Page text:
What To Prune In Spring

The technique of pruning is one that is confusing for novice gardeners who are worried that they will cause permanent damage if they make a mistake. It is complicated by the fact that there are differing opinions as to the best practice. Since pruning at the correct time keeps your trees and bushes healthy and in shape it is important to know when this should be carried out. This article by Jack Phillips which comes from The Master Gardeners website answers this question and provides lists of plants that should be pruned in early spring.

While you are waiting to get started with your early summer gardening, a good early spring project to undertake is pruning certain of the flowering trees, shrubs and other perennials in your yard and garden. Pruning, at the proper time, keeps your trees, shrubs and bushes in shape, encourages new growth and invigorates the amount and quality of your bloom.

The general rule is that you only prune the early spring and early summer bloomers after they bloom, which means very late spring or mid-summer. On the other hand, the late summer and early fall bloomers are best pruned during their dormant stage which is late winter and early spring. There is at least one exception to this rule. For example, while it is true that early spring bloomers set their bud bloom the fall before, it is often easier to prune these plants for shape while they are bare, so you can more clearly see the structure of the plant and before the branches get masked by the leaf growth. Pruning them at this time of year would generally mean losing some or much of the bloom which would otherwise appear later this year. But, when shaping of the plant or shrub is cosmetically critical, the gardener can ignore the general rule just that once. He or she must just understand and accept the consequences. Following are some trees and shrubs that are best pruned immediately after they finish their spring or early summer bloom:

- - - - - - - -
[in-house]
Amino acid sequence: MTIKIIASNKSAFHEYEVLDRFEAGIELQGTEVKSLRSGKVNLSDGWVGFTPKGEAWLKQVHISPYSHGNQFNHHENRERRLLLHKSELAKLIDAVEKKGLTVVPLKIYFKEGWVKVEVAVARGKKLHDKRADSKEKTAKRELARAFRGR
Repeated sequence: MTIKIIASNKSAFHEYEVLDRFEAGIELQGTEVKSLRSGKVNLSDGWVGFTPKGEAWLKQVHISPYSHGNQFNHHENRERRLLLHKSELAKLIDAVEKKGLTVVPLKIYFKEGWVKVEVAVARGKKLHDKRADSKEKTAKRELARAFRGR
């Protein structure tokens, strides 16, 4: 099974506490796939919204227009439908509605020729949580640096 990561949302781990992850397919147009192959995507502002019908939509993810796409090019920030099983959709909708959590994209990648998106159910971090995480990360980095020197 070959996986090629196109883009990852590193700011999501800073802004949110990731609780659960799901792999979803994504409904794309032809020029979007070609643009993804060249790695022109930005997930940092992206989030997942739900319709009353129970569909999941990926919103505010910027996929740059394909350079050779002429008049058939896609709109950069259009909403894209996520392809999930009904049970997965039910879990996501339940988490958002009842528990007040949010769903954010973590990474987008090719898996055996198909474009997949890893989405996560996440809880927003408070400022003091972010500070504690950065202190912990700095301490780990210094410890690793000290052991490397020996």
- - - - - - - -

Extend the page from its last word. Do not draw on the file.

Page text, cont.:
• Azalea (Rhododendron species)
  • Beautybush (Kolkwitzia amabilis)
  • Bridal Wreath Spirea (Spirea x vanhouttel)
  • Flowering Crabapple (Malus species and cultivars)
  • Forsythia (forsythia x intermedia)
  • Hawthorne (Crataegus species and cultivars)
  • Hydrangea, Bigleaf (Hydrangea macrophylia)
  • Lilac (Syringa vulgaris)
  • Magnolia (Magnolia species and cultivars)
  • Mockorange (Philadelphus coronarius)
  • Mountain Laurel (Kalmia latifolia)
  • Rhododendron (Rhododendron species)
  • Serviceberry (Amelanchier x grandiflora)
  • Slender Deutzia (deutzia gracilis)
  • Weigela (Weigela florida)

See more at The Master Gardeners


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